National Academies Press: OpenBook

The Global Positioning System: A Shared National Asset (1995)

Chapter: FAA Wide-Area and Local-Area DGPS Concepts

Suggested Citation:"FAA Wide-Area and Local-Area DGPS Concepts." National Research Council. 1995. The Global Positioning System: A Shared National Asset. Washington, DC: The National Academies Press. doi: 10.17226/4920.
Page 170

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APPENDIX C 170 U.S. Government-Supported Differential GPS There are currently at least a dozen U.S. federal agencies that operate or plan to operate permanent DGPS networks.46 Three agencies in particular, the FAA (Federal Aviation Administration), the U.S. Coast Guard, and NOAA (National Oceanic and Atmospheric Administration), plan to provide nationwide DGPS services. Each of these three programs is described briefly below. FAA Wide-Area and Local-Area DGPS Concepts The FAA plans to improve the accuracy, integrity, and availability of GPS to levels which support flight operations in the National Airspace System from en route navigation through Category I precision approaches by using a wide-area DGPS concept known as the Wide-Area Augmentation System (WAAS).47 In June 1994, the FAA released an RFP (request-for-proposal) for the WAAS that calls for a ground-based communications network and several geosynchronous satellites to provide nationwide coverage. The ground-based communications network will consist of 24 wide-area reference stations, two wide-area master stations, and two satellite uplink sites. Differential corrections and integrity data derived from the ground-based network, as well as additional ranging data, will be broadcast to users from the geostationary satellites using an "L1-like" signal with a frequency of 1575.42 MHz.48 The RFP calls for the WAAS to be in place by the end of 1997. Local-area DGPS systems are also being considered by the FAA to support landing operations beyond Category I. The airline industry estimates that there are approximately 120 runways in the United States that will require this type of service through the year 46 According to the U.S. General Accounting Office, nine federal agencies either owned and operated, or planned to own and operate permanent differential GPS base stations by fiscal year 1996. They included: the Army Corps of Engineers; the Bureau of Land Management; the Environmental Protection Agency, the Federal Aviation Administration; the Forest Service; the National Oceanic and Atmospheric Administration; the St. Lawrence Seaway Development Corporation; the U.S. Coast Guard; and the U.S. Geological Survey. Source: U.S. General Accounting Office, Global Positioning Technology: Opportunities for Greater Federal Agency Joint Development and Use, GAO/RCED-94-280 (Washington, D.C.: U.S. Government Printing Office, September 1994). At least three additional U.S. federal agencies own and operate permanent DGPS reference stations, including the Department of Defense, the National Aeronautics and Space Administration, and the National Science Foundation. 47 Category I approaches can be flown when the visibility is no less than 0.5 miles (0.8 kilometers), and the ceiling is no lower than 200 feet (61 meters). 48 Federal Aviation Administration, System Operations and Engineering Branch. Wide-Area Augmentation System Request For Proposal, DTFA01-94-R-21474 (Washington, D.C.: U.S. Department of Transportation, 8 June 1994).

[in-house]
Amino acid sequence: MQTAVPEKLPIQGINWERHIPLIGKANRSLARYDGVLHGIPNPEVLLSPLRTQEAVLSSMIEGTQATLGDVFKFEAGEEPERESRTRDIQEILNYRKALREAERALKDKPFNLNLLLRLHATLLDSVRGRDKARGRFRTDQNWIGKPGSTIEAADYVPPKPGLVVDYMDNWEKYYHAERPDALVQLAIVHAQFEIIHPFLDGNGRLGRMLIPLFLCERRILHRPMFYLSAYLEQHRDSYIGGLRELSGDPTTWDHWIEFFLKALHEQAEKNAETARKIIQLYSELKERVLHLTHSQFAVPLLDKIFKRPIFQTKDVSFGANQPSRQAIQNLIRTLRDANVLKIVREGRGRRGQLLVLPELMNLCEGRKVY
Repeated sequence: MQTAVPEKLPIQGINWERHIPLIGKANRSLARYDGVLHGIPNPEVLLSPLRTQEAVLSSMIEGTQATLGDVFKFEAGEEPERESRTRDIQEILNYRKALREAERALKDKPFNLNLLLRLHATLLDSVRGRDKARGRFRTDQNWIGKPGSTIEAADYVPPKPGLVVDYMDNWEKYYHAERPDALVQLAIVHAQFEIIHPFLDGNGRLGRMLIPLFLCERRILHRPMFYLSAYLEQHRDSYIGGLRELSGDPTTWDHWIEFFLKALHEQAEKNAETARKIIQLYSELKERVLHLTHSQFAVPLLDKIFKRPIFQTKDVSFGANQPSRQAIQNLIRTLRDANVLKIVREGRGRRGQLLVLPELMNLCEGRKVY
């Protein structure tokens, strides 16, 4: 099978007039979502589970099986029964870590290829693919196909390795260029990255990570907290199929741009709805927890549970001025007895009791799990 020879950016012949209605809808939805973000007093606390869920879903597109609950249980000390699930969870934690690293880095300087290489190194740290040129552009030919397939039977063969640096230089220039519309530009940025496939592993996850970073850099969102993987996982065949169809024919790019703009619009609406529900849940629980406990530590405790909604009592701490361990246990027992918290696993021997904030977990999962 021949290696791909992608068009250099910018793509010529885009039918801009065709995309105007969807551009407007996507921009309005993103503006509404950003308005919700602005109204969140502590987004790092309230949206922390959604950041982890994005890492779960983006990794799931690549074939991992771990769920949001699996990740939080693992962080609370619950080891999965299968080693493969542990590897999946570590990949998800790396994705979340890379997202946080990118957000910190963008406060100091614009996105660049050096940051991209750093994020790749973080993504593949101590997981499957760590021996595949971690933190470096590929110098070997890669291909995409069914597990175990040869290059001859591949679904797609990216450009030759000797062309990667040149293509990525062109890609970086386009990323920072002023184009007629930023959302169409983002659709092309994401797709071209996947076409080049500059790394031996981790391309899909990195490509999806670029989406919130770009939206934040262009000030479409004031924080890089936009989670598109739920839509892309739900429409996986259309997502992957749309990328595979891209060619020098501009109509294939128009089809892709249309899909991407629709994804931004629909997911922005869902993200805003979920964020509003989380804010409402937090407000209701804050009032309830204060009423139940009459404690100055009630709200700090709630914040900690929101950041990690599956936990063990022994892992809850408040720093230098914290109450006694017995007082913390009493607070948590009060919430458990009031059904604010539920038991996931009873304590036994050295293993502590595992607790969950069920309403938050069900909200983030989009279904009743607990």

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The Global Positioning System (GPS) is a satellite-based navigation system that was originally designed for the U.S. military. However, the number of civilian GPS users now exceeds the military users, and many commercial markets have emerged. This book identifies technical improvements that would enhance military, civilian, and commercial use of the GPS. Several technical improvements are recommended that could be made to enhance the overall system performance.

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